Conditioned Avoidance

Conditioned Avoidance |The Raffetto Group

You Can’t Always Avoid Conflict

Because we need to avoid the things in life that will kill us, the role of rapidly learned avoidance in human survival is critical. Early on we are conditioned (taught) about what to avoid. As life goes on the trick is to understand when avoidance makes good sense and when it prevents us from developing the capability of doing good things and growing ourselves in the process.

In psychology we’ve identified a special type of avoidance learning called “aversive conditioning” in which an undesirable behavior is eliminated through the use of punishment. People first learn to escape the punishment by not exhibiting the undesirable behavior and then learn to subsequently avoid this bad behavior in the future. When dealing with very harmful actions (e.g. addictions) this behavior therapy method is very useful. But in everyday life most of us aren’t constantly coping with lethal or harmful situations. We’re just trying to figure out what to do and what not to do so as to live long and prosper.

We need to understand that there are two sides to this conditioning process. After all, when you find yourself trying to avoid something, you don’t simply cease all activity. You must be doing something else instead that is less aversive and perhaps even a bit pleasurable. In Skinnerian psychology we used the term “shaping behavior” to represent the process of moving towards target behaviors and away from behaviors that were off-target. In classic learning theory a similar process was referred to as the “approach-avoidance phenomenon”. In the workplace, for example, someone avoids the negative consequence of appearing to slack off on Friday afternoon and approaches useful but low-value “busy work” until quitting time.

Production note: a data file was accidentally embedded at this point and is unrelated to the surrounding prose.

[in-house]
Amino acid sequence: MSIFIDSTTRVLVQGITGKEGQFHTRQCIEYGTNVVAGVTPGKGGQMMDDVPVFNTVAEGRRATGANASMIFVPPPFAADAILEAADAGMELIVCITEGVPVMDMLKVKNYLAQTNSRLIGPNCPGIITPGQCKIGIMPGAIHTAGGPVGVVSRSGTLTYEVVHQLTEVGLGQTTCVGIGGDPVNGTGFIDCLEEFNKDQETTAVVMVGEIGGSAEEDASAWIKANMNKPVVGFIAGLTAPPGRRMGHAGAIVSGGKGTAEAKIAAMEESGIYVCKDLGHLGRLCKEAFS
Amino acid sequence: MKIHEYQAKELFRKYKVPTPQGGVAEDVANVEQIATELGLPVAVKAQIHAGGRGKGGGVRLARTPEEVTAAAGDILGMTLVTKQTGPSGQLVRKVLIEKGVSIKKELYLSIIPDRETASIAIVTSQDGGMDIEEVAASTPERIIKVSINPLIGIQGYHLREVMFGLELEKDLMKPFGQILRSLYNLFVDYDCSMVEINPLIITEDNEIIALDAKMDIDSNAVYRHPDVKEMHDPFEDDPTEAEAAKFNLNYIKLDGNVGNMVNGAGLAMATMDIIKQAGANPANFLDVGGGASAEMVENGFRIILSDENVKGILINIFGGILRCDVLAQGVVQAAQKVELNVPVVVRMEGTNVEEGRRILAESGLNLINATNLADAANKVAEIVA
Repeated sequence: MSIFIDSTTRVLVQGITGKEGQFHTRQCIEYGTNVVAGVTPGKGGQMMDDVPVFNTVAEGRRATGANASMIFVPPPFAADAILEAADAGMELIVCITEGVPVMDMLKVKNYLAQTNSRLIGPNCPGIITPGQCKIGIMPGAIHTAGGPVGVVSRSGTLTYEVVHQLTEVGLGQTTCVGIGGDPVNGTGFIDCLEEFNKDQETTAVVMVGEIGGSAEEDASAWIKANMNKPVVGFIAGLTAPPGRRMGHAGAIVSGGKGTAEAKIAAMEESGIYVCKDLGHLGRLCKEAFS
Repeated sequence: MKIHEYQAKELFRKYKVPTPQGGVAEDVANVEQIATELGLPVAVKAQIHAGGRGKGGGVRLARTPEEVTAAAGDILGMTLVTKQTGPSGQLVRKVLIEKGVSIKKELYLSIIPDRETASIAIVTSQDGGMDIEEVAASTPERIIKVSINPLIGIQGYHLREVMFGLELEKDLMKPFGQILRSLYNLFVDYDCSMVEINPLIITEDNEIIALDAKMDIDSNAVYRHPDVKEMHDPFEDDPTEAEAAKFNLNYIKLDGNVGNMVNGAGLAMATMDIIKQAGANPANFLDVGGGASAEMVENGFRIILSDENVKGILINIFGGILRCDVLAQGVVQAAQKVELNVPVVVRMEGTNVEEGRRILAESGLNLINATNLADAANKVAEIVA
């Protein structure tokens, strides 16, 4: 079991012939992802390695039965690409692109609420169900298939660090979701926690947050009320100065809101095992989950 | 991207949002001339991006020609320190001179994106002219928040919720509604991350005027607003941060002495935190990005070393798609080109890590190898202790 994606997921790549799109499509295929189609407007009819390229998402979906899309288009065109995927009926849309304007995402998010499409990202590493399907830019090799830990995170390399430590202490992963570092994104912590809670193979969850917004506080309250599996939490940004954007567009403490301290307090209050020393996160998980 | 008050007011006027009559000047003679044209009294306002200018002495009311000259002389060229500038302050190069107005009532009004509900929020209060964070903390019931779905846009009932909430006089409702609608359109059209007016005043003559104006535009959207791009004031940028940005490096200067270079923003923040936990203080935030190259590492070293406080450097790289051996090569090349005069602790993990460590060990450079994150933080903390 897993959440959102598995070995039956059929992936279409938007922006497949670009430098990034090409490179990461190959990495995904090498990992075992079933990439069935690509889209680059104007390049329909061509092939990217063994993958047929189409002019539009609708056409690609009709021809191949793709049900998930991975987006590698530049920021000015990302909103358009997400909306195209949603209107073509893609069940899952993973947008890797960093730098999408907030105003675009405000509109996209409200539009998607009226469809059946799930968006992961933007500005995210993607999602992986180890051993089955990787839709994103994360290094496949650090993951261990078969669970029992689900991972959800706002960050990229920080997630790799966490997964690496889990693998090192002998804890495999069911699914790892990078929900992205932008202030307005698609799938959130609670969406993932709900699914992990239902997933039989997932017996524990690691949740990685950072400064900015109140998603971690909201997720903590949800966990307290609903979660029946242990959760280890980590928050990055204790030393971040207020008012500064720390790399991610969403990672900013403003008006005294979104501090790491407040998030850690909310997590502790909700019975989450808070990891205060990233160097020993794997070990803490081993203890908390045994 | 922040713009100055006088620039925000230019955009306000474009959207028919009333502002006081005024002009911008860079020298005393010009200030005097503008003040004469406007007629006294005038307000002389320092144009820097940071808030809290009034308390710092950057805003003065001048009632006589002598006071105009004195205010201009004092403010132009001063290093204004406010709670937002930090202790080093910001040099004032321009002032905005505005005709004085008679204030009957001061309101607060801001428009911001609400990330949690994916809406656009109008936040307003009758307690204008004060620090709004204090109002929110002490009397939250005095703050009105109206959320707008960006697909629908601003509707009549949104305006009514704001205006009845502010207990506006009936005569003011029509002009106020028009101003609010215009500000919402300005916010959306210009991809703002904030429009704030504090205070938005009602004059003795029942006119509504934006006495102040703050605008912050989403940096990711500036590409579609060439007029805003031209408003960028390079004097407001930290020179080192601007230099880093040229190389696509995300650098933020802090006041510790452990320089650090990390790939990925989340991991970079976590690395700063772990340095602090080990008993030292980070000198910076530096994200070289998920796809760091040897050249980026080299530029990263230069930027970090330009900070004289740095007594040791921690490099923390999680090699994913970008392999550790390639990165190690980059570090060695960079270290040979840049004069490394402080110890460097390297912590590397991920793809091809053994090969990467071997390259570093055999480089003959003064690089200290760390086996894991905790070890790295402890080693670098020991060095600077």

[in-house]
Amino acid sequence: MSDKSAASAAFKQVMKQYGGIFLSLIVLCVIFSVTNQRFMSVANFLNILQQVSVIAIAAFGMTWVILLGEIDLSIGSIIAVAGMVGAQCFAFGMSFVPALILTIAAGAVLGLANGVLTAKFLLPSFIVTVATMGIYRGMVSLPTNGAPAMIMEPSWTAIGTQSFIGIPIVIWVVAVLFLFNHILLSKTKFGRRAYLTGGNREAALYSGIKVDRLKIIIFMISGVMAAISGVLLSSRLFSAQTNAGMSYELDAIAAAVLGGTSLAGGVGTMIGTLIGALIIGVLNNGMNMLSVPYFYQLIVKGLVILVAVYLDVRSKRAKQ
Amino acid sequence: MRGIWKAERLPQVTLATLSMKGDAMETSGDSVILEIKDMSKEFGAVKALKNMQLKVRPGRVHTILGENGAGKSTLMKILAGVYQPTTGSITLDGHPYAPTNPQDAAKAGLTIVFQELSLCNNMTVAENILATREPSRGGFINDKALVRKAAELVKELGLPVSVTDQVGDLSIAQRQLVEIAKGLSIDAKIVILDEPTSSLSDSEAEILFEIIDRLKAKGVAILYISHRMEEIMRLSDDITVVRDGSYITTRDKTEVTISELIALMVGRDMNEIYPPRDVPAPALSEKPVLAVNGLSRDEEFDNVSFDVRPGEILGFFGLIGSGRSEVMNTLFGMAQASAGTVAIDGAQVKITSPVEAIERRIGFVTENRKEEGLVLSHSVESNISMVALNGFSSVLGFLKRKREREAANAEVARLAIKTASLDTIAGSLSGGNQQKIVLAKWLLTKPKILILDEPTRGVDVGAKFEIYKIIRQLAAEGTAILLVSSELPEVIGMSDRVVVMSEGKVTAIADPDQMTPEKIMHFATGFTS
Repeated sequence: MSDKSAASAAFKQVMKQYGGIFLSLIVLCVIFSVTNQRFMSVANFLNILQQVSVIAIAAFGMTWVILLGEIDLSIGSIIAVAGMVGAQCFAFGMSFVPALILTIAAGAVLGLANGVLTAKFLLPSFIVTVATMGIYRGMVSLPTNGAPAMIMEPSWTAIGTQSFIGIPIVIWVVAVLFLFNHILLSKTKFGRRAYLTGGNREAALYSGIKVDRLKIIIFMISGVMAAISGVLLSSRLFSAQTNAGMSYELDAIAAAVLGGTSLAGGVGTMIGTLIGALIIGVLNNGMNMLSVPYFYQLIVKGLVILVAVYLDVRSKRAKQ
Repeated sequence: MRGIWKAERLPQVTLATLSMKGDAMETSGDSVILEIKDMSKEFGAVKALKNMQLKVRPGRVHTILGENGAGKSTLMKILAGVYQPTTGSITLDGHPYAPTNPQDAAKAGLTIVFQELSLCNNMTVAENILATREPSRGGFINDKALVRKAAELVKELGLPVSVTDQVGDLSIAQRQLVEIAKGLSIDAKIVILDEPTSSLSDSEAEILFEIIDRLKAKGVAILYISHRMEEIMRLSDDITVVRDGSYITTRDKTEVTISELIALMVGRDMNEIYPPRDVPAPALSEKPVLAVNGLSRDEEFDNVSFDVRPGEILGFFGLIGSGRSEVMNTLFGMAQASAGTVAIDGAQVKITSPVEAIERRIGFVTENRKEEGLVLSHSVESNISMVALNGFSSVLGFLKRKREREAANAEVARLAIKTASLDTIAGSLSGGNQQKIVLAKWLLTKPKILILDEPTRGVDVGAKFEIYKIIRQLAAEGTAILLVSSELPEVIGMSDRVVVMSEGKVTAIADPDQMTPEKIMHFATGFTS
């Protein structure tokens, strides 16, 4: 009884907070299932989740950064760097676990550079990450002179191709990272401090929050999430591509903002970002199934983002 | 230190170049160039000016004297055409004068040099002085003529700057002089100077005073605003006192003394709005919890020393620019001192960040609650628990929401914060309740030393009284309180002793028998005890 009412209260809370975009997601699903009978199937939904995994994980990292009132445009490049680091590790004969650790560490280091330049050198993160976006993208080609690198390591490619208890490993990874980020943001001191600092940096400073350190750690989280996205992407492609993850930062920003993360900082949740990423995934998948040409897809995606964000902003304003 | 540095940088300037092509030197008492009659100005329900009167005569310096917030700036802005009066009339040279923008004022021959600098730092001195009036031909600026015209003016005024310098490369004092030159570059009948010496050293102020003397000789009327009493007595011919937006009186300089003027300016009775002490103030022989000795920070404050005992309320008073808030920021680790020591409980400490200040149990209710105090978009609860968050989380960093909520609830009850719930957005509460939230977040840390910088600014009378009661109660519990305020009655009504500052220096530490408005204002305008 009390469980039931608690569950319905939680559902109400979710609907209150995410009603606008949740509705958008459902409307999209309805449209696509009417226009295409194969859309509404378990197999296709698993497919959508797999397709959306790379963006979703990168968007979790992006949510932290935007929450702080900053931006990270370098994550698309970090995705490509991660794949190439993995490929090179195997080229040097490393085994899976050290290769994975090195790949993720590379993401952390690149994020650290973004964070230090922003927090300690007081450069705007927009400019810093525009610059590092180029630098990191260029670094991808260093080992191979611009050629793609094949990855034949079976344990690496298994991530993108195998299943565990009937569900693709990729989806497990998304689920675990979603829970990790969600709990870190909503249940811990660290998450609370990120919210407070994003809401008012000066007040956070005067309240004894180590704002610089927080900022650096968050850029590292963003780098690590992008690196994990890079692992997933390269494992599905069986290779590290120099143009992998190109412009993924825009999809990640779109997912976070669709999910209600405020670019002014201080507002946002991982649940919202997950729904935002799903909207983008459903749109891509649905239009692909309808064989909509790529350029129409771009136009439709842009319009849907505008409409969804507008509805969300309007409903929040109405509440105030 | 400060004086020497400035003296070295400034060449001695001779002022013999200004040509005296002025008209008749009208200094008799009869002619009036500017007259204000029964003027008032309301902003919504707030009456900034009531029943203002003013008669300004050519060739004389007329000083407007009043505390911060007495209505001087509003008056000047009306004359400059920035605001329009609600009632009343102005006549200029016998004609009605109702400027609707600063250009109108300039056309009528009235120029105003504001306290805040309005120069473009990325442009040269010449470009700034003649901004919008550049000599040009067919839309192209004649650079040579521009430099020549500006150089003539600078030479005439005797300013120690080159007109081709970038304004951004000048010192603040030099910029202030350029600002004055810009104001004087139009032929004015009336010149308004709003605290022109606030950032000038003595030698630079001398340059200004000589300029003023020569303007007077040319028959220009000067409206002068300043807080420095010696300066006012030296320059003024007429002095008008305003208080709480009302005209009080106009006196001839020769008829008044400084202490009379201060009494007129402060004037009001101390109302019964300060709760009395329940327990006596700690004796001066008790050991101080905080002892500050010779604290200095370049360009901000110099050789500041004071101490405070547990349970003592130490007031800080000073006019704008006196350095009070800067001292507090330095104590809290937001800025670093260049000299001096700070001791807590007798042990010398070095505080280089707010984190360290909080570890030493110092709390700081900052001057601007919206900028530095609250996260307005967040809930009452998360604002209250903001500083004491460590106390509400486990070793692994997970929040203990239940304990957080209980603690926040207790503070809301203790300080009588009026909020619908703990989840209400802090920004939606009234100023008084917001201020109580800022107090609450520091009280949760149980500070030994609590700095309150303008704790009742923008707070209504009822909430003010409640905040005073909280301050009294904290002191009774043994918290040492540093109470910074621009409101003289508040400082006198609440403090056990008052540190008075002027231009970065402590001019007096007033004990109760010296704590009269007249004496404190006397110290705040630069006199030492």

Unfortunately, life teaches some folks mostly what to avoid and doesn’t include much about the things in life that can be approached safely and realistically. Some of the likely consequences of this habitual conditioned avoidance are:

  • No tolerance for risk-taking and a high desire for the safety of sameness
  • Serious inability to trust and analyze your own and others’ behaviors
  • Susceptibility to stress-related illnesses
  • Hyper-sensitivity to real or perceived environmental discomforts
  • A preference for sharing control rather than exercising direct, beneficial influence

That these “avoidance habits” get in the way of personal development is rather obvious. What to do about such habits is far more obscure. One method from cognitive behavior therapy is to use “STOP” to mentally cease the thoughts that precede the avoidance behavior. Think of “STOP” as the first step to starting, though that seems contradictory. The way things work is that “stop” gets quickly followed by a replacement of the avoidance habit with another behavior that is incompatible with avoidance. You can read more about this method by researching the topic, “counter-conditioning”. Please realize that if this process were easy, there would be many more talented workers, well-behaved humans and remarkably clever animals in the world.

There are no quick and easy fixes for conditioned avoidance. As a habit, avoidance is as hard to break as it is to start the good habit of consciously deciding what to approach in life. Some habits change by self-help while others must have coaching and external support. Your habits are bigger than your behaviors. They are the confluence of your thoughts, feelings, attitudes, beliefs and life experiences. If you need help finding a place to start to change the habit of conditioned avoidance, look first at the attitudes and beliefs you’ve built over your lifetime.

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Allen Raffetto

About Allen Raffetto

Allen M. Raffetto, Ph.D., the group’s founder, brings together psychology and business for clients throughout North America. He has worked extensively with companies in the Midwest since 1983. Dr. Raffetto holds degrees in psychology from Stanford University (B.A.), San Francisco State University (M.A.) and the University of North Dakota, (Ph.D.). His specialized area, cognitive psychology, includes studies of human learning, memory, perception and information processing. He was a member of the faculty and Chairman of the Psychology Department at Beloit College from 1969 to 1984. During those years Dr. Raffetto also held research appointments at the University of Wisconsin-Madison, where he studied the reading process, and at the University of Illinois College of Medicine, where he participated in an on-going study of how medical education transforms bright students into practicing physicians.

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